Actionable Insights for Fashion Retail

The fashion industry is a fast-paced, always-changing environment. In the blink of an eye, styles could be outdated. Those familiar with the industry know just how relentless the climate can be.

This is also true of the multi-billion-dollar retail fashion industry. Not only are stores pressured to keep up with the fashion changes, but there are also visual merchandising changes (in-store), supply management (to know which item would be in demand), managing high turnover rates, etc. All to make sure that the quality of service provided to customers is on par with the brand image.

Companies look towards performing market research of their own to gain insight into their own process. Gaining Actionable Insights into their service standards would help not only in improving the quality and standards of the service provided. It would also allow companies to understand consumer behavior.

Barcode Boutique Brand

Constant Change in Visual Merchandising

Retail stores constantly change the visuals at the stores to reflect new seasons and collections. However, they also change the layout of the store. The theory behind constantly changing the layout is to keep this fresh and unfamiliar to the customers. Allowing the customers to browse and be curious about the new collections.

There are many strategies used when it comes to Visual Merchandising. Essentially merchandising specialist will think about:

  1. The Customer’s Journey
  2. The Product’s Narrative

From there, they will try to understand why customers ‘Do Not Buy’. As the whole point of Visual Merchandising is to connect with the customer and engage them.

Training and High Turn Over

When a store hires a new employee, this new employee is given some form of training before they are let loose on the sales floor. What kind of training did the employee receive?

At this stage, more often than not, a company would train the new hire on the basics of customer service, company SOPs, branding, brand history, etc. On the floor, the employees would have to familiarize themselves with the collection, where each item is placed, how everyday operations work, etc.

These very employees often do not understand or know the concept behind the visual merchandising. Yes, they are briefed on what it is all about – more like a general overview. Not many will understand the concept of the visuals or the Customer’s Journey and Product Narrative. If the employee doesn’t understand, it would be difficult for the employee to share the information with the customer.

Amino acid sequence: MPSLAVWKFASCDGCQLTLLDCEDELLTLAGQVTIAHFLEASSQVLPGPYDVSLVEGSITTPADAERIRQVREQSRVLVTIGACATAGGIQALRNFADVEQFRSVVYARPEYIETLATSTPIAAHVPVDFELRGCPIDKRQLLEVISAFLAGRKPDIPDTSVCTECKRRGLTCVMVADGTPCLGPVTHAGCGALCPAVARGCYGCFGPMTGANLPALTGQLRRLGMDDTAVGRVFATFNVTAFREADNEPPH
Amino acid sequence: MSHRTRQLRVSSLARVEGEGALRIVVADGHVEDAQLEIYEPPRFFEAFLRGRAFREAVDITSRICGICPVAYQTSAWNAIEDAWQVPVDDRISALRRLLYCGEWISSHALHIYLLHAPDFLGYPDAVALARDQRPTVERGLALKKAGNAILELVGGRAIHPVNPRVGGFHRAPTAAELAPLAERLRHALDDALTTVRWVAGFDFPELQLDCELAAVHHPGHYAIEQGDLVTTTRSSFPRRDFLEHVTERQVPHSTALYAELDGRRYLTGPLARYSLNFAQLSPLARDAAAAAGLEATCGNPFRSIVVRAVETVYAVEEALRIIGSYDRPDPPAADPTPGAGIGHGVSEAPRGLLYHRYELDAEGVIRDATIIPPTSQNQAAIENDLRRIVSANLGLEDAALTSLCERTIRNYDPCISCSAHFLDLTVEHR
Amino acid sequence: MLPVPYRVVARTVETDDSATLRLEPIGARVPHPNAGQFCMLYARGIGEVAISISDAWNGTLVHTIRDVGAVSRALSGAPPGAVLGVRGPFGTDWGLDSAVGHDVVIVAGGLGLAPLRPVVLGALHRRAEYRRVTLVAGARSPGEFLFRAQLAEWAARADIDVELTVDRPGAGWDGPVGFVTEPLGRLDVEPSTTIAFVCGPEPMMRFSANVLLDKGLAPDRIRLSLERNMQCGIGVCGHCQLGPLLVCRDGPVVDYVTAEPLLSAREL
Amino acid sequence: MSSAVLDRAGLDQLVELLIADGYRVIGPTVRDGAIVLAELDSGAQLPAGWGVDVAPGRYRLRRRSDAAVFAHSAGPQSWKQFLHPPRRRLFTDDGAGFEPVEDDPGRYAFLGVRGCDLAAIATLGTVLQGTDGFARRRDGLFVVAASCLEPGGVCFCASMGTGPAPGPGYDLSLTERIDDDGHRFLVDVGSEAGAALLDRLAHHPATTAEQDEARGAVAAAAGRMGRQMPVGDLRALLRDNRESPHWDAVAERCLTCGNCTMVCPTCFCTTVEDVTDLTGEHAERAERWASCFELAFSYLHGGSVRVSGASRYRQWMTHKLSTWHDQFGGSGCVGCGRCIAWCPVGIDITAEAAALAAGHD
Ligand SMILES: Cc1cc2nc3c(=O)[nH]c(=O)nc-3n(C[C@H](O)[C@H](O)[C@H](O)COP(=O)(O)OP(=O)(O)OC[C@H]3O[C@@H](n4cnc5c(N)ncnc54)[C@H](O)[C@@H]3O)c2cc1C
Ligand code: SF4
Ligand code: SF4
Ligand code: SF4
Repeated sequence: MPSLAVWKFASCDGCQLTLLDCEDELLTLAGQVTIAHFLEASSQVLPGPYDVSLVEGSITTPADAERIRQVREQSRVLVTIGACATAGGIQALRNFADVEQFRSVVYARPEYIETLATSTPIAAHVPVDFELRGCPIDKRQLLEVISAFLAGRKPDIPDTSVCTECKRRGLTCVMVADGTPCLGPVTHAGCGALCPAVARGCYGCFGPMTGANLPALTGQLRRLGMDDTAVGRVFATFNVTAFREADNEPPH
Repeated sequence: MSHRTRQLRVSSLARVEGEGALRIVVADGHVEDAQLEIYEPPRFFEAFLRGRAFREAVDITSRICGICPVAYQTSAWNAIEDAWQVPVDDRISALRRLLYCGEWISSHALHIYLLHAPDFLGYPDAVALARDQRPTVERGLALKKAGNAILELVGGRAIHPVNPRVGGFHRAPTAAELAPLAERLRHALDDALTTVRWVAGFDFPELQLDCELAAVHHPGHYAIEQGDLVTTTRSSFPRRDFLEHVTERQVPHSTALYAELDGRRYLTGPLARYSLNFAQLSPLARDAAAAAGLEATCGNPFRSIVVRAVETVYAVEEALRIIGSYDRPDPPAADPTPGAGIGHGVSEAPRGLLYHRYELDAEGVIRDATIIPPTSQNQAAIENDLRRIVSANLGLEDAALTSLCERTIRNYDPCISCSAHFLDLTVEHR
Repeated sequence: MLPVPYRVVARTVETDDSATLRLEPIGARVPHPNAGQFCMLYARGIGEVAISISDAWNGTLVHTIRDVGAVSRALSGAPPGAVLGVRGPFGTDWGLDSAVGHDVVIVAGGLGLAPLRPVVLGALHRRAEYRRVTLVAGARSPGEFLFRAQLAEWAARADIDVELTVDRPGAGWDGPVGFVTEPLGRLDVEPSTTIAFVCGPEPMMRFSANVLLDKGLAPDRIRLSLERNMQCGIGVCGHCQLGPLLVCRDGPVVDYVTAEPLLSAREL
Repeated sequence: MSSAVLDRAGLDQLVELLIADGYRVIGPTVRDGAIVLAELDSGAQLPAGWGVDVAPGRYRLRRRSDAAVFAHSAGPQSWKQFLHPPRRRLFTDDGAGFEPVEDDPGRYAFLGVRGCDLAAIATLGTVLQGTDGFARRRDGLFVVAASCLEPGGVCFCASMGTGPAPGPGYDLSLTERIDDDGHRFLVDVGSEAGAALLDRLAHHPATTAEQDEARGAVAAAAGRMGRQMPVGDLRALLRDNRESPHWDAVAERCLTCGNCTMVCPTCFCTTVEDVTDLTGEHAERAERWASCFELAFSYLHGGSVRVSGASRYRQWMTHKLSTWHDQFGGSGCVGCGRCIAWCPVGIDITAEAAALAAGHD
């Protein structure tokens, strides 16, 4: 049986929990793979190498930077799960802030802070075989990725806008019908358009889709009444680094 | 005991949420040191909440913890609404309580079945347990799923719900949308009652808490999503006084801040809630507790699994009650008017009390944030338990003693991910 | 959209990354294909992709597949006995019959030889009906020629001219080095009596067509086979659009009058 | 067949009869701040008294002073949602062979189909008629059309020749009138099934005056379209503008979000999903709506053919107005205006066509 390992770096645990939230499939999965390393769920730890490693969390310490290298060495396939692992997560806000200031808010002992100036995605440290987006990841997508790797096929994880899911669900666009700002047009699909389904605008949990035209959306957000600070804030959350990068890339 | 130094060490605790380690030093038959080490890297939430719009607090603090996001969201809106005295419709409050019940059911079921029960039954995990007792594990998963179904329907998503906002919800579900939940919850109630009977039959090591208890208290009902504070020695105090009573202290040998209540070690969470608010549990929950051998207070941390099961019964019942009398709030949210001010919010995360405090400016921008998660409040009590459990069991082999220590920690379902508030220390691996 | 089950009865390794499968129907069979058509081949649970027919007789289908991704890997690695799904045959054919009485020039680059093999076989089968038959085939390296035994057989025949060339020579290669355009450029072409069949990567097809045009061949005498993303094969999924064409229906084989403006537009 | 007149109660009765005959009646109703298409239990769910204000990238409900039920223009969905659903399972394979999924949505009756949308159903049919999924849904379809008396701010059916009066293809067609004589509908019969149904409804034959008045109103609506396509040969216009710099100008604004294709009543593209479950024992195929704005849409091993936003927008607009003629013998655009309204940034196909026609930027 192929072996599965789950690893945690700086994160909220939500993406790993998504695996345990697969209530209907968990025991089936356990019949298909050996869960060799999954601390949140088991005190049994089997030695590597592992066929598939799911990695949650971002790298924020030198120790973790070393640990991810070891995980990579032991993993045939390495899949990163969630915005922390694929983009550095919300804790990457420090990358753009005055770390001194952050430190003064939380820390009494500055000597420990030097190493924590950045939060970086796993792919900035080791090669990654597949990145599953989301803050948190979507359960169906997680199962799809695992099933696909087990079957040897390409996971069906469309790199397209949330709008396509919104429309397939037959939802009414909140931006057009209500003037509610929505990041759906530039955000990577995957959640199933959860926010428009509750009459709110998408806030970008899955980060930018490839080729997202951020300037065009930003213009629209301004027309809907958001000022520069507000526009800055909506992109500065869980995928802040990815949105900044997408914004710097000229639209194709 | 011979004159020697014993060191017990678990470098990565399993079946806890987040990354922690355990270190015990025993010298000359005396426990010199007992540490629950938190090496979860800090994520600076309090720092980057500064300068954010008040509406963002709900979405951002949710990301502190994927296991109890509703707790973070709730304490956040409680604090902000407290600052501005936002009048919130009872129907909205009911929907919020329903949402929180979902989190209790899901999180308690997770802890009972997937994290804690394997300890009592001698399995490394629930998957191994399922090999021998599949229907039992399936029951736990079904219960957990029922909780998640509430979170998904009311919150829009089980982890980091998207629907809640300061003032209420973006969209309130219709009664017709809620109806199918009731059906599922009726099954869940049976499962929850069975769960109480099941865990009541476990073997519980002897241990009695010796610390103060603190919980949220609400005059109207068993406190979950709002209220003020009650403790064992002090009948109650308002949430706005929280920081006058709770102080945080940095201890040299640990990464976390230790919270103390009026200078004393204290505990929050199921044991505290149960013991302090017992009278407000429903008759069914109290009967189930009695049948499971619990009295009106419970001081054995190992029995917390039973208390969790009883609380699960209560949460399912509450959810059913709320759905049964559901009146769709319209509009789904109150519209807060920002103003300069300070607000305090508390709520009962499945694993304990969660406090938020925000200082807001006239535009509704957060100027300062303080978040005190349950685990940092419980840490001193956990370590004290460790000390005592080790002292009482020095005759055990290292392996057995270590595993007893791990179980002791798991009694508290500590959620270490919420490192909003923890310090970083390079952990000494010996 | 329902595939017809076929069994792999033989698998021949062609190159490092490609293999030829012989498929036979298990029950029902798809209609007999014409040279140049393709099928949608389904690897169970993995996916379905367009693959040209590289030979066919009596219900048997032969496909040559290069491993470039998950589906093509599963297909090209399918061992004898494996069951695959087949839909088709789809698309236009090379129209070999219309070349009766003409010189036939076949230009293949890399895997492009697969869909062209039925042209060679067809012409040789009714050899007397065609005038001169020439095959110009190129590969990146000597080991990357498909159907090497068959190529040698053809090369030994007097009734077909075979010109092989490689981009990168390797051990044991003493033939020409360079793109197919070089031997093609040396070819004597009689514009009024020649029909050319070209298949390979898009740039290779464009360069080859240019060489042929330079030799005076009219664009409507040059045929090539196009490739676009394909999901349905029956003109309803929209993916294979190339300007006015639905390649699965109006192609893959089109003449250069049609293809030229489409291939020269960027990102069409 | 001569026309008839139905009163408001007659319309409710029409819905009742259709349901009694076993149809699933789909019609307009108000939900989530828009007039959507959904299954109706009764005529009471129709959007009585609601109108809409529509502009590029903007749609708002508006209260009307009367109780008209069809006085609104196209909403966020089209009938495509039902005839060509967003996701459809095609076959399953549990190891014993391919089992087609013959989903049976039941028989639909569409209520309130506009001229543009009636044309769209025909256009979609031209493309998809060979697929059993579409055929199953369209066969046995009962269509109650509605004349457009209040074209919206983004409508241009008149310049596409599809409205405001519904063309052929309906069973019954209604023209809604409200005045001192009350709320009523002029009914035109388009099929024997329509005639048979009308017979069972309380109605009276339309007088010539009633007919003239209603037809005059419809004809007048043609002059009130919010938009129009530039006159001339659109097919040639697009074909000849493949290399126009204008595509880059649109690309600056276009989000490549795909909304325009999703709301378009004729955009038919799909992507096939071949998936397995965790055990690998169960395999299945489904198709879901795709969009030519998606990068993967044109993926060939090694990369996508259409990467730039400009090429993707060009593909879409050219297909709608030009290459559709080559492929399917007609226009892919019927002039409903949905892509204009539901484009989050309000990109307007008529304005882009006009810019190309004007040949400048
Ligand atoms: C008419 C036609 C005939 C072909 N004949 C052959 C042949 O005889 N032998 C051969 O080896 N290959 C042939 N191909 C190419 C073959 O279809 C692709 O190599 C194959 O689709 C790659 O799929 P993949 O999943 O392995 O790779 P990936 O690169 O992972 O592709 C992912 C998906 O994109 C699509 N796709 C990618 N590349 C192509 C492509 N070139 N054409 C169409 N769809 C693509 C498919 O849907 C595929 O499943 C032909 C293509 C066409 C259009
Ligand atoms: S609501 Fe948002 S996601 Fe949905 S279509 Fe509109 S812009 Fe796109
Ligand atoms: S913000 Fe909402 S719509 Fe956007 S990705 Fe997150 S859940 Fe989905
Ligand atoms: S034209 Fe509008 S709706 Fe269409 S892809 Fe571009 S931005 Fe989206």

It has also been difficult to provide monthly/ quarterly training to improve on the weak points of customer service. The average turnover rate for Hourly store employees is 65%, while retail distribution positions have a 23% turnover rate.

This shows that companies are constantly training new hires instead of focusing the training on their customer service weak points. Hence, these service weak points need to be highlighted during the introductory training.

Finding Weak Points

There are a number of ways companies try to find weak areas to improve on. In terms of products, each branch manager will consistently take note of the best and least popular selling items. These are shared between the outlets and the merchandising manager will move more popular items to the front, as these would catch the attention of the customer.

Another method would be to use Mystery Shopping as a tool for improvement. Many retail companies are using Mystery Shopping to collect data from the customer’s perspective on the approach and methods of the sale staff. This also allows the companies to understand if the staff is following the company SOPs and whether they are effective.

From the data and opinions of the customer, we are able to view the bigger picture as well as get insights into the effectiveness of the companies’ SOPs. The data would also enable companies to spot trends in weak areas.

From my experience, I realized that there is usually one attention area that is often the culprit, whether that be closing the sale, dealing with objections or offering additional items.

These procedures add value to the customer’s journey. The data gives us insightful information and a better overview. From there, companies are able to gain actionable insights into improving their business.